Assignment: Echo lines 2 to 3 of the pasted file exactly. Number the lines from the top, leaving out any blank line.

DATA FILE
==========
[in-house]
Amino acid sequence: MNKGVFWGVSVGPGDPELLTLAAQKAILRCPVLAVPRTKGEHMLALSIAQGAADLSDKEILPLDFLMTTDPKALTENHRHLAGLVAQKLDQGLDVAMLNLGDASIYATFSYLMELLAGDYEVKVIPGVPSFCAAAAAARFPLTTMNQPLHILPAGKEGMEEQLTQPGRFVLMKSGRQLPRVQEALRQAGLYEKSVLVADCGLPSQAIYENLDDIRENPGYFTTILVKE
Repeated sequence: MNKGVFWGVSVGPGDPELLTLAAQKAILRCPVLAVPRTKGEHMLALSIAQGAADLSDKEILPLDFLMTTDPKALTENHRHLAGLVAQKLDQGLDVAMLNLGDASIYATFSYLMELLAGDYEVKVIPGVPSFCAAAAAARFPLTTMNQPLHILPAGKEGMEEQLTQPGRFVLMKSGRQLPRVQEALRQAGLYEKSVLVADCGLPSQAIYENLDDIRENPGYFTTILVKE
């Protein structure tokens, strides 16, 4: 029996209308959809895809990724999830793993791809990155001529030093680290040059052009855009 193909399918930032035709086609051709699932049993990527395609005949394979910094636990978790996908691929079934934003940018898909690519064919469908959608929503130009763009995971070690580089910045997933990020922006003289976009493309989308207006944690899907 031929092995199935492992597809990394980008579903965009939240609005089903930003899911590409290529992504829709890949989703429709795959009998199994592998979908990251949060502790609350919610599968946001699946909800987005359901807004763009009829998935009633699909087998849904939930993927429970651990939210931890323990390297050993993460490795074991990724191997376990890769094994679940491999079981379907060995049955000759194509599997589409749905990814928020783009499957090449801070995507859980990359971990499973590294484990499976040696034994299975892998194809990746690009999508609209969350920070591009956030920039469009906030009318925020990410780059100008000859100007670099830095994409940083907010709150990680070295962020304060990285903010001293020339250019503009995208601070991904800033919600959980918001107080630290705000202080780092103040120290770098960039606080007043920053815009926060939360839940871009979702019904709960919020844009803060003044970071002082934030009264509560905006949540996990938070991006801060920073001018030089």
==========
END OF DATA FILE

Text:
Amino acid sequence: MNKGVFWGVSVGPGDPELLTLAAQKAILRCPVLAVPRTKGEHMLALSIAQGAADLSDKEILPLDFLMTTDPKALTENHRHLAGLVAQKLDQGLDVAMLNLGDASIYATFSYLMELLAGDYEVKVIPGVPSFCAAAAAARFPLTTMNQPLHILPAGKEGMEEQLTQPGRFVLMKSGRQLPRVQEALRQAGLYEKSVLVADCGLPSQAIYENLDDIRENPGYFTTILVKE
Repeated sequence: MNKGVFWGVSVGPGDPELLTLAAQKAILRCPVLAVPRTKGEHMLALSIAQGAADLSDKEILPLDFLMTTDPKALTENHRHLAGLVAQKLDQGLDVAMLNLGDASIYATFSYLMELLAGDYEVKVIPGVPSFCAAAAAARFPLTTMNQPLHILPAGKEGMEEQLTQPGRFVLMKSGRQLPRVQEALRQAGLYEKSVLVADCGLPSQAIYENLDDIRENPGYFTTILVKE